• Is this edcal helping us align our content with our content strategy?
  • Has day-to-day publishing surfaced any problems or faulty assumptions in our content strategy?
  • Are there any gaps or points of confusion in our publishing process? How can the edcal help address them?
  • Can any element of the current edcal be removed or simplified?

Additionally, make a plan for how the edcal will add future dates and archive past ones. Based on the length of your content production process, decide how far out in advance the edcal should stretch, whether it’s one month or six. Designate a team member to add new dates and archive past dates on a set schedule. Archived edcal content can be moved to a separate sheet of your edcal document or to another document altogether. The archiving step may also include an evaluation of your recent content mix and whether you’re neglecting a certain content type or audience segment from your editorial framework. Setting up these plans at the outset will ensure that your edcal stays robust and relevant.


PNConnect is the global digital services offering from Porter Novelli. Our global team spans 60 countries and brings the combined digital resources of our social media marketing, creative production, paid promotions and web development capabilities together for one purpose — to help our clients share their story with the world.

For more information about our team and approach, or to learn how we can help your organization with digital strategy, development and measurement, please visit the PNConnect site.


Thank You


Many thanks to our November contributors.

Tom Harris in Raleigh wrote this month’s Feature about infographics, and Mary Gaulke in Sarasota created this month’s Insights on editorial calendars. Stephanie Pham and Mark Avera in Atlanta and Mary Gaulke contributed stories and insights for the Social Networking Stats, Noteworthy News and Advertising Trends sections. Chris Thilk in Chicago and Dave Coustan in Atlanta penned the Snapchat Ouija case study. Amanda Wu in New York City provided the latest stats, and Sid Shuman took the On Workflow hot seat.

Josh Hallett uploaded the On Workflow background to Flickr, Anthony Quintano uploaded the cover photo, NIAID uploaded the Ebola photo, Steve Snodgrass uploaded the pancakes photo, and jmawork uploaded the Ouija board photo, some rights reserved. Some backgrounds courtesy of

Thanks to Jennifer Laker, Peter Schiebel, and Sean O’Shaughnessy from the Platforms team for providing design and development support, and to Mary Gaulke, Dave Coustan, Lauren Sandelin, and Tom Harris for editorial oversight and proofing.

Drop Us a Line

We’re eager to hear your thoughts on this edition and your suggestions for future issues.



Top iOS Apps

iPhone Top Paid

Minecraft Pocket Edition – Games
Five Nights at Freddy’s – Games
Heads Up! – Games
Buddyman: Kick 2 – Games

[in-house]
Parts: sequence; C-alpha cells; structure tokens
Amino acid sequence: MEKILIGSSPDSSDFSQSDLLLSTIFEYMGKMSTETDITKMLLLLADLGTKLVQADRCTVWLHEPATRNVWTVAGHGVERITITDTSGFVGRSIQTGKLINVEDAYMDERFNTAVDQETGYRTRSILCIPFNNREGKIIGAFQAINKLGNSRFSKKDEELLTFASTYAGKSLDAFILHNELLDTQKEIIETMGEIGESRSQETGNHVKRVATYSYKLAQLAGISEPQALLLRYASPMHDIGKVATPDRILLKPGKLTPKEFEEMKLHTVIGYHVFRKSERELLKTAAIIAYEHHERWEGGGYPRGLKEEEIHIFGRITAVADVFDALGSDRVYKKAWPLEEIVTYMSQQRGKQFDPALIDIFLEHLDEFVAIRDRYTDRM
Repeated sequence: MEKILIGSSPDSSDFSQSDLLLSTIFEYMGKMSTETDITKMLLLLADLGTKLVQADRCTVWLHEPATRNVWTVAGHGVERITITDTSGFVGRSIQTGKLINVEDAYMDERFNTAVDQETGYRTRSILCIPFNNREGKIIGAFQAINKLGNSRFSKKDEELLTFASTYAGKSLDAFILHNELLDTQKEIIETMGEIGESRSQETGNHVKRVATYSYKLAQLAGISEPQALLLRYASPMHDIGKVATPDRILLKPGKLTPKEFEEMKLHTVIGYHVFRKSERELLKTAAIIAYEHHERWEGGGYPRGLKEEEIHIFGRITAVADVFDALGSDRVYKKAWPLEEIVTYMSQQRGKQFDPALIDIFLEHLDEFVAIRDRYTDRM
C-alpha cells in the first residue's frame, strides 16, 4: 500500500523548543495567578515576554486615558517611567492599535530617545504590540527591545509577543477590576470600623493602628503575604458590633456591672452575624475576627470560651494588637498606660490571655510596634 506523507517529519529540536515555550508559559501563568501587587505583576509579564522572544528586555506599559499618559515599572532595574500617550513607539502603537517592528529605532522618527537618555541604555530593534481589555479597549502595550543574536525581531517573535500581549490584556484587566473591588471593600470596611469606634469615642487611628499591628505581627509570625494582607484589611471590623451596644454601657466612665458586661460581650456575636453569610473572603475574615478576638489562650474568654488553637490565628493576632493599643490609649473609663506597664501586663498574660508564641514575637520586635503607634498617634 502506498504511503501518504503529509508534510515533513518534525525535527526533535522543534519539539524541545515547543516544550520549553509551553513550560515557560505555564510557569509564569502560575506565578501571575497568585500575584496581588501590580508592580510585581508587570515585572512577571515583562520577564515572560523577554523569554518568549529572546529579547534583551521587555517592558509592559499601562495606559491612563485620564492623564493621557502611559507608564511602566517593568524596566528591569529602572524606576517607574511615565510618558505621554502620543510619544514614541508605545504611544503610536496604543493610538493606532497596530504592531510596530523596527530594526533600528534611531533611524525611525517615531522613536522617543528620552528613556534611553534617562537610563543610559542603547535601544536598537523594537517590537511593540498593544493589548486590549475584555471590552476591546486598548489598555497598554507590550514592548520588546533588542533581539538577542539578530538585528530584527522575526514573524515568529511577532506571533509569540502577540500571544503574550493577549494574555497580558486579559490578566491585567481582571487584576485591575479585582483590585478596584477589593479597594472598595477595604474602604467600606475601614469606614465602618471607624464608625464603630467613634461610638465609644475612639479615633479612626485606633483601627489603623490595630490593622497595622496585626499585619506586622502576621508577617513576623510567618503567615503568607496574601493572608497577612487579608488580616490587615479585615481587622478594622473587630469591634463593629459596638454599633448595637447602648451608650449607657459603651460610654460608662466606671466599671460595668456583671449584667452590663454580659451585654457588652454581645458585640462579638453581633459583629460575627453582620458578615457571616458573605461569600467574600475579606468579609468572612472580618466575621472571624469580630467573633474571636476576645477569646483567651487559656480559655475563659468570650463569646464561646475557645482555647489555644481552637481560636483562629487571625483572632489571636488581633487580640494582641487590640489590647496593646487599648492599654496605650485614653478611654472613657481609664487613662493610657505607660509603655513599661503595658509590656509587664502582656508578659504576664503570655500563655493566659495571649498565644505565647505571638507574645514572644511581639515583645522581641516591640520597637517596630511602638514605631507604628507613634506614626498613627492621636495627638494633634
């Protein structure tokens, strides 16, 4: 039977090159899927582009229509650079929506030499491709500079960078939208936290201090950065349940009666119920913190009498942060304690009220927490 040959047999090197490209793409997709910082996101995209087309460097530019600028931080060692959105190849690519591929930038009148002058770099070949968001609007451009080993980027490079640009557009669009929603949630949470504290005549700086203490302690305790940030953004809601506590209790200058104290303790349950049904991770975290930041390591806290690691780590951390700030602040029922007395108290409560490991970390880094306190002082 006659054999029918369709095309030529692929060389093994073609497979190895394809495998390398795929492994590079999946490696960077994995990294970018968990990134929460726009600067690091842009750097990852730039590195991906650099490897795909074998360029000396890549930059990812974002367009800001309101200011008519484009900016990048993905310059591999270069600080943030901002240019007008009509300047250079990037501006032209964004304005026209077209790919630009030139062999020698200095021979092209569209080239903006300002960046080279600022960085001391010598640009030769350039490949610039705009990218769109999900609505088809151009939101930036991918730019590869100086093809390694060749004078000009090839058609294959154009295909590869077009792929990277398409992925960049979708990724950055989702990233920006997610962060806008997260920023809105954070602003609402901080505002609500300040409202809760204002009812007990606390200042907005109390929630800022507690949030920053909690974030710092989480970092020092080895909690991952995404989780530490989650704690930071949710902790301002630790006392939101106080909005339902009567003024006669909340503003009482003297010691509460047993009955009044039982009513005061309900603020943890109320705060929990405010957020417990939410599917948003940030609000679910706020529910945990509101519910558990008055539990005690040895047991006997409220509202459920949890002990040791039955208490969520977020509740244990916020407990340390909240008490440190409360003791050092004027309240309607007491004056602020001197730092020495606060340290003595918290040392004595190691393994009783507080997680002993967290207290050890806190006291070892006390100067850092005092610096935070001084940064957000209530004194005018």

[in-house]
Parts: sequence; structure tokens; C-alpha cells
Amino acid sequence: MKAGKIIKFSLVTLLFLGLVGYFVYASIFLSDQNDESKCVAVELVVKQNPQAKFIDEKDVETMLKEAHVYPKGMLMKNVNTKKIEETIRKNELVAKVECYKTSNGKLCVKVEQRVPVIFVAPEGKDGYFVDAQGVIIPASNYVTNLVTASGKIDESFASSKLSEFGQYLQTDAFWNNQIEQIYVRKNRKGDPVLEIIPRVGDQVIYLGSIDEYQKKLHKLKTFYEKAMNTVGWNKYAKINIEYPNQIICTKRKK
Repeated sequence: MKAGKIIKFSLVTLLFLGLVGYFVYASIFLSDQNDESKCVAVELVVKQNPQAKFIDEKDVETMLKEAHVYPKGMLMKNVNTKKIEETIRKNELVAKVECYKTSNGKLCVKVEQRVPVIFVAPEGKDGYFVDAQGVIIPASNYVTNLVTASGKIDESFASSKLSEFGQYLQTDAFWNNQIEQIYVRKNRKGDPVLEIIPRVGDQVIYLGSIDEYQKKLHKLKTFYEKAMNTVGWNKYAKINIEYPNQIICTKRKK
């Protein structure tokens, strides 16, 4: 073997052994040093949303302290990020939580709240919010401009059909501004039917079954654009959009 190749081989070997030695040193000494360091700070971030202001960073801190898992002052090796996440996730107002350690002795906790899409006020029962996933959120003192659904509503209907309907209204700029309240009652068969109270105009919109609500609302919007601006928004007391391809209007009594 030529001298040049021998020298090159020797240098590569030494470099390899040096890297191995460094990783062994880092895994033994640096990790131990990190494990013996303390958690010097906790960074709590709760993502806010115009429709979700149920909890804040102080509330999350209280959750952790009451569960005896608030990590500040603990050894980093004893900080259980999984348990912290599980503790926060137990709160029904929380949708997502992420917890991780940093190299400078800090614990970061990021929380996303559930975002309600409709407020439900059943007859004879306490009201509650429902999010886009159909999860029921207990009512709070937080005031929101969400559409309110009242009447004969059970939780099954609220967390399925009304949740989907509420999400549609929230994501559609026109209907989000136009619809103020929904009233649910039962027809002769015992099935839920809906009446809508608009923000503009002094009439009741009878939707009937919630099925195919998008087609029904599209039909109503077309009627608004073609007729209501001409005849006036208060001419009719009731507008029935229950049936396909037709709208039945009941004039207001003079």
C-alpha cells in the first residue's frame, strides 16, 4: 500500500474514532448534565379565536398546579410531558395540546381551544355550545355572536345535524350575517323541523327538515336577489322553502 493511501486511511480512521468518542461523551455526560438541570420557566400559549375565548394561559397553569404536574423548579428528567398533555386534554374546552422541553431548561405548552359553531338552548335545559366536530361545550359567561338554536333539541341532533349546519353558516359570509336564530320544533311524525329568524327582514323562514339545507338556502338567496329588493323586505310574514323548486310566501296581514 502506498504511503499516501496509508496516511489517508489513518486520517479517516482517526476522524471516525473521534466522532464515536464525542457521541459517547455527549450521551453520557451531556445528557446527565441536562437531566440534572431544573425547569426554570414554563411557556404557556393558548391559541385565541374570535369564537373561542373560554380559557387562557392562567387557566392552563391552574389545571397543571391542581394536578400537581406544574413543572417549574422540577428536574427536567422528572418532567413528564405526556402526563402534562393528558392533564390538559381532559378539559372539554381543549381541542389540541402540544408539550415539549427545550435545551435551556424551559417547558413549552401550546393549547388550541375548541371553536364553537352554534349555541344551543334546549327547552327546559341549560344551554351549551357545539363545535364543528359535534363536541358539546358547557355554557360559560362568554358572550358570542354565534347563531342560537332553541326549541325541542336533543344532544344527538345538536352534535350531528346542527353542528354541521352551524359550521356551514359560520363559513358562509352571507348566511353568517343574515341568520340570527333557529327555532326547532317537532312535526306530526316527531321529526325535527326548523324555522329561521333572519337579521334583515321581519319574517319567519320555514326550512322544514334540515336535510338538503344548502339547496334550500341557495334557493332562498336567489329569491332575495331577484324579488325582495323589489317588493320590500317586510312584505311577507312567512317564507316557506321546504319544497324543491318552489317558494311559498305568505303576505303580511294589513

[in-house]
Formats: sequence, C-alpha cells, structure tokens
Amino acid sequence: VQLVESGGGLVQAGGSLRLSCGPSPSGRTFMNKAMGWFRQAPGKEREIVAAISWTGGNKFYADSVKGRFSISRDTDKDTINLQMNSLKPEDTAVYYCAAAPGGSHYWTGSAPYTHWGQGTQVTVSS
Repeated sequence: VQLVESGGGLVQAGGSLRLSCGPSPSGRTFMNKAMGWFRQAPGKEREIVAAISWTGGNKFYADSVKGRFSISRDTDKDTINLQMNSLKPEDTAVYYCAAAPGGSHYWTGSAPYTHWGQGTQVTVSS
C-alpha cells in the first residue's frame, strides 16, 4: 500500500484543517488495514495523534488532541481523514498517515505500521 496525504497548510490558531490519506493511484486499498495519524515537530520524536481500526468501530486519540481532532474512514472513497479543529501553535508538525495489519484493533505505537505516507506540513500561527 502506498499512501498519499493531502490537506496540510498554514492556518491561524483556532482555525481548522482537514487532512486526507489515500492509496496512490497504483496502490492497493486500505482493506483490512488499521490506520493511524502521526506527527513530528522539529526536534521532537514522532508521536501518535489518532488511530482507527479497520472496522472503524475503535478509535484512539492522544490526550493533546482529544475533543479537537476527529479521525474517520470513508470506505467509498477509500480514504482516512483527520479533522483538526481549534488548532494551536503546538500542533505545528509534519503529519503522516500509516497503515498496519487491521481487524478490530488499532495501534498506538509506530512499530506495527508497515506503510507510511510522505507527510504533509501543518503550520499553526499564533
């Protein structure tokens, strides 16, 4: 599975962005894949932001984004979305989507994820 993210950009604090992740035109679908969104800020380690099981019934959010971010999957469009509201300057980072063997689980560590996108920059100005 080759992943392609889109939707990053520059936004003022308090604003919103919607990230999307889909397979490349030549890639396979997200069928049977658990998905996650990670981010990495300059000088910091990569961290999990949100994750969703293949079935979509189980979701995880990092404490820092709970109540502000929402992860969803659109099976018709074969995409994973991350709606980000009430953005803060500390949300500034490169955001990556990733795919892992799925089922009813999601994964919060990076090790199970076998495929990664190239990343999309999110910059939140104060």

Plague Inc. – Games
Afterlight – Photo & Video
Sleep Cycle Alarm Clock – Health & Fitness
Swype Keyboard – Utilities
Facetune – Photo & Video
Geometry Dash – Games

iPhone Top Free

Facebook Messenger – Social Networking
Facebook – Social Networking
New Words With Friends – Games
Instagram – Photo & Video
YouTube – Photo & Video
Snapchat – Photo & Video
Pandora – Music
Run Sackboy! Run! – Games
Musify – Music
iTunes U – Education
iPad Top Paid

Minecraft Pocket Edition – Games
Five Nights at Freddy’s – Games
Buddyman: Kick 2 – Games
The Room Two – Games
Haunt the House – Games
Geometry Dash – Games
Notability – Productivity
Photon Flash Player for iPad – Utilities
Terraria – Games
Grand Theft Auto – Games

iPad Top Free

Facebook Messenger – Social Networking
Run Sackboy! Run! – Games
YouTube – Photo & Video
New Words With Friends – Games
PAC-MAN Friends – Games
Abigail’s Bingo Adventure HD – Games
Facebook – Social Networking
Metal Skies – Games
Cloudon – Productivity
Pinterest – Social Networking

Top Android and Windows Apps

Android Top Paid

Minecraft Pocket Edition – Games, Arcade
Five Nights at Freddy’s – Games, Action
Sleep Cycle Alarm Clock – Health & Fitness
Fleksy Keyboard – Productivity
Bloons TD 5 – Games, Strategy
Tasker – Tools
Nova Launcher Prime – Personalization
Grand Theft Auto: San Andreas – Games, Action
djay 2 – Music & Audio
Poweramp Full Version – Music & Audio

Android Top Free

Facebook Messenger – Communication
Facebook – Social
Pandora – Music & Audio
Instagram – Social
Super-Bright LED Flashlight – Productivity
Snapchat – Social
Bubble Shooter Galaxy – Games, Casual
Clash of Gangs – Games, Strategy
New Words With Friends – Games, Word
Clean Master (Speed Booster) – Tools
Windows Top Paid

8 Zip – Tools & Productivity
ProShot – Photo
Download MP3 Pro – Music & Video
Metrotube – Music & Video
SuperPhoto – Photo
MoliPlayer Pro – Music & Video
Flashlight+ – Tools & Productivity
Aerize Explorer Pro – Tools & Productivity
Movie Maker – Photo
Afterlight – Photo
Windows Top Free

Messenger – Social
OneDrive – Tools & Productivity
Tetra Lockscreen – Tools & Productivity
Facebook – Social
Skype – Social
Pandora – Music & Video
Instagram BETA – Photo
YouTube HD – Music & Video
Microsoft Health – Health & Fitness
Adobe Reader – Tools & Productivity